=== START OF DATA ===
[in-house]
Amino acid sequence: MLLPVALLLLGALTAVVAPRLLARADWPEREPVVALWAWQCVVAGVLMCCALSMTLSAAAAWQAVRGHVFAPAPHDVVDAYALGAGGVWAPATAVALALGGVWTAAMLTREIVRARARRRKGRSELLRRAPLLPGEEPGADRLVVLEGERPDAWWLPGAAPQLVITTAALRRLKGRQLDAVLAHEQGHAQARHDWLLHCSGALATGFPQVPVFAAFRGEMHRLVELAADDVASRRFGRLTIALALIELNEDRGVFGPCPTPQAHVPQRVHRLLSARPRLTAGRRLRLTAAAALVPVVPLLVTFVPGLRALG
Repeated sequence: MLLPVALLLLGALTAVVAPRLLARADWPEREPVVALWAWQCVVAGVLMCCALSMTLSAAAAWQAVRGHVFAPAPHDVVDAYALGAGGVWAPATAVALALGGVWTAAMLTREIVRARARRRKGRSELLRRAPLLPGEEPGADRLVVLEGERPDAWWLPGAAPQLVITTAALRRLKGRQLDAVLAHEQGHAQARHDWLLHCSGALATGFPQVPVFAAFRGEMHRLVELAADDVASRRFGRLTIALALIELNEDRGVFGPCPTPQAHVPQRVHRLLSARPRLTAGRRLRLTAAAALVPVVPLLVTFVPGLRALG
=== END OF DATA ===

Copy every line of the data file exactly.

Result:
[in-house]
Amino acid sequence: MLLPVALLLLGALTAVVAPRLLARADWPEREPVVALWAWQCVVAGVLMCCALSMTLSAAAAWQAVRGHVFAPAPHDVVDAYALGAGGVWAPATAVALALGGVWTAAMLTREIVRARARRRKGRSELLRRAPLLPGEEPGADRLVVLEGERPDAWWLPGAAPQLVITTAALRRLKGRQLDAVLAHEQGHAQARHDWLLHCSGALATGFPQVPVFAAFRGEMHRLVELAADDVASRRFGRLTIALALIELNEDRGVFGPCPTPQAHVPQRVHRLLSARPRLTAGRRLRLTAAAALVPVVPLLVTFVPGLRALG
Repeated sequence: MLLPVALLLLGALTAVVAPRLLARADWPEREPVVALWAWQCVVAGVLMCCALSMTLSAAAAWQAVRGHVFAPAPHDVVDAYALGAGGVWAPATAVALALGGVWTAAMLTREIVRARARRRKGRSELLRRAPLLPGEEPGADRLVVLEGERPDAWWLPGAAPQLVITTAALRRLKGRQLDAVLAHEQGHAQARHDWLLHCSGALATGFPQVPVFAAFRGEMHRLVELAADDVASRRFGRLTIALALIELNEDRGVFGPCPTPQAHVPQRVHRLLSARPRLTAGRRLRLTAAAALVPVVPLLVTFVPGLRALG